After 5 minutes or so in the aid station I managed to eat a couple things and decided to move. I hadn’t seen any runners besides Steve Hawkins, who was going through his own stomach situation, in a couple of hours. As I was leaving the aid, Sheryl Wheeler came in looking as strong as ever. Sheryl is one of seven people that have run all four Manitou’s and she has the fastest average time of that group. Finishing near her means you are having a solid day so I was determined to do make it as hard as possible for her to catch me. I hiked fast and steady up the 650 ft. ascent to Edgewood Mountain.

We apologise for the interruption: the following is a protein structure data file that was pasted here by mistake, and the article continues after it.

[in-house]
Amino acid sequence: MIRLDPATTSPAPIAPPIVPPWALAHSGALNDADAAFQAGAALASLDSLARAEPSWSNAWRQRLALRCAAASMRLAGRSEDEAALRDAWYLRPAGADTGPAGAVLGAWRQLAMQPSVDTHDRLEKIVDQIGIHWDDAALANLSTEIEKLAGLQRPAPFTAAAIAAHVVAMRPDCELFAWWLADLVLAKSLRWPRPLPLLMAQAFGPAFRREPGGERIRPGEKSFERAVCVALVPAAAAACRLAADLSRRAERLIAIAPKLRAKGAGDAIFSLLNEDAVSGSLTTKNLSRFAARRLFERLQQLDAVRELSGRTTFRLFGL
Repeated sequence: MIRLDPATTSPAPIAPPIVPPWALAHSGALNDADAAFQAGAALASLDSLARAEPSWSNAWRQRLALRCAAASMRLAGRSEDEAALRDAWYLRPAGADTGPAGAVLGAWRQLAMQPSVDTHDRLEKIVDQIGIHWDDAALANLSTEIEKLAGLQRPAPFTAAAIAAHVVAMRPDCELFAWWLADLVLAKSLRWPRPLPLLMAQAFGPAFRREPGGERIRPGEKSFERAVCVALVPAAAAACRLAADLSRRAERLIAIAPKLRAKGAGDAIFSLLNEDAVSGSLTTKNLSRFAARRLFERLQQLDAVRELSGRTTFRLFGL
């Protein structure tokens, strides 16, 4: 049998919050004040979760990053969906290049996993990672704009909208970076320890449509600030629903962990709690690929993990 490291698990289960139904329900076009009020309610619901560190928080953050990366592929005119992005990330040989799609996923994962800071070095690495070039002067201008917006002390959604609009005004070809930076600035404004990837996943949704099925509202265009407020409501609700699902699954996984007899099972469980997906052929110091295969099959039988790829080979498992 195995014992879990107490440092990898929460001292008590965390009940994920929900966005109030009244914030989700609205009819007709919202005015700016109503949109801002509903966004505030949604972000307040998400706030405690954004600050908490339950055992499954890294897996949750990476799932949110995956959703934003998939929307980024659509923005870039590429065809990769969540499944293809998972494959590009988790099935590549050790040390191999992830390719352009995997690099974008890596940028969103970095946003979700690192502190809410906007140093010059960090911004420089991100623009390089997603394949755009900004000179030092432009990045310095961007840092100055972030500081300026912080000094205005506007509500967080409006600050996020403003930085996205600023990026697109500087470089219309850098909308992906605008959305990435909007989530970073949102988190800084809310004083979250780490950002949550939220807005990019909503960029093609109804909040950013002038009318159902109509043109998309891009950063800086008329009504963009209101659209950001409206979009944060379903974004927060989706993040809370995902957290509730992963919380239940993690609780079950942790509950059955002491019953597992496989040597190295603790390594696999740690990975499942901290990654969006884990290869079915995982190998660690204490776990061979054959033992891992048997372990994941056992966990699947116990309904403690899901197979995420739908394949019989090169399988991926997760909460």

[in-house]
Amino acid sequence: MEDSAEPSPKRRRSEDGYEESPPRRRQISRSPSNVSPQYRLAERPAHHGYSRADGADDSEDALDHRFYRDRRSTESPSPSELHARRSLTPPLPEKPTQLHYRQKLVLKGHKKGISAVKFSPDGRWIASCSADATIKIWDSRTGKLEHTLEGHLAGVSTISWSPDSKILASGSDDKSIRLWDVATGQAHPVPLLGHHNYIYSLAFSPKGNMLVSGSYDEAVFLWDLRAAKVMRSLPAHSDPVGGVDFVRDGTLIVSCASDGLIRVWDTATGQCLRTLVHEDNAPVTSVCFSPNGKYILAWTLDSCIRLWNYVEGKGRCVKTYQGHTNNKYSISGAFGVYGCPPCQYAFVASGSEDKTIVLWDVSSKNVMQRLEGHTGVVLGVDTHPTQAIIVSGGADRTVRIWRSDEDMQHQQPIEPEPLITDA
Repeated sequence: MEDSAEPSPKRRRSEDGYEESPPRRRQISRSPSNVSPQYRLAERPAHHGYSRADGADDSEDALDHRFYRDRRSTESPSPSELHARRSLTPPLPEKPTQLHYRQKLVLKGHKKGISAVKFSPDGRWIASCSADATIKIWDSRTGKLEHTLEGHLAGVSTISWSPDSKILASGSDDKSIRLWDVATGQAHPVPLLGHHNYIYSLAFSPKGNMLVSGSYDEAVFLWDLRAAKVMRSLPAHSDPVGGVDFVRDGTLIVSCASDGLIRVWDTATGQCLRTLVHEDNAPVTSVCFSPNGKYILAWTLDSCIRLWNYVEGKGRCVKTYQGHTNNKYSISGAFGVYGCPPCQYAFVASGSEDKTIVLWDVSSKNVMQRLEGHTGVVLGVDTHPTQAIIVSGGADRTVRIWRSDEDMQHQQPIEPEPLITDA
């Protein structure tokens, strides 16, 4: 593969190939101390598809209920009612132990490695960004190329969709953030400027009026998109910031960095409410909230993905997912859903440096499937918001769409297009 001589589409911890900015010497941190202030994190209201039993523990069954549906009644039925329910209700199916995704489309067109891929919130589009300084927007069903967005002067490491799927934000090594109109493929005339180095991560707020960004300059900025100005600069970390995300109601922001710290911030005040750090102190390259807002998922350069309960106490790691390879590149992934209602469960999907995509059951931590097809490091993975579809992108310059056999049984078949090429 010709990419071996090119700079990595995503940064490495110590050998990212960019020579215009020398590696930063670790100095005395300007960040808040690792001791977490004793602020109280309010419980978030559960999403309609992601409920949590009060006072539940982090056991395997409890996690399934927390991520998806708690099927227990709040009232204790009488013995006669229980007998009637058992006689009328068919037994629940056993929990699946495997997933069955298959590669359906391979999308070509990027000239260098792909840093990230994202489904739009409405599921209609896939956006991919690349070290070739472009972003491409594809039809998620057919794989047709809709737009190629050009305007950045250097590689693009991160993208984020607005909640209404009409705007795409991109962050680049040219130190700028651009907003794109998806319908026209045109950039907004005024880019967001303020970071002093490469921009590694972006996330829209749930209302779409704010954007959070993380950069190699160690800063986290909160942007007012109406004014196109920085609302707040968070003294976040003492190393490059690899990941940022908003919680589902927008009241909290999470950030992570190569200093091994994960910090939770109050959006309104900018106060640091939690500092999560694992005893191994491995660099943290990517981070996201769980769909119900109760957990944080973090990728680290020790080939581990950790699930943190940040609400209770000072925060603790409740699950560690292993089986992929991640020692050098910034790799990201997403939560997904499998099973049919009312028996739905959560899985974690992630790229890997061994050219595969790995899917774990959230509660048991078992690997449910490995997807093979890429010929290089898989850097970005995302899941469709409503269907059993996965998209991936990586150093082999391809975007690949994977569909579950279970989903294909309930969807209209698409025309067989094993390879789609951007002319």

As I began the descent into Warner Creek my stomach finally started to feel better. I got really hungry and started eating all of my food that I had been carrying for most of the day. I love to eat kids apple sauce (and other fruits) packets on these long runs. They taste great, are easy to digest, and are natural sugars as opposed to whatever gels are made of. I ate three of them climbing up to the Willow aid station after laying down in the creek for a minute. My stomach was good, my legs came back to life and I was able to run well on sections, even uphill. I came into the aid to see Steve looking pretty terrible. He hadn’t eaten since mile 20 and was doing everything just to keep going. I chatted with my friends Joe Brown, Stewart Dutfield, and John Holt who were manning the station, grabs some food and filled my water bottles. As I was leaving my friend Mendy Gallo who was running the relay came in. I told her I’d talk to her when she caught me and took off. I reached the Mt. Tremper fire tower quicker than expected and let out a jubilant howl. From here it is 4.5 miles to the finish with no more climbing. As I was packing away my trekking poles for the descent Mendy caught me.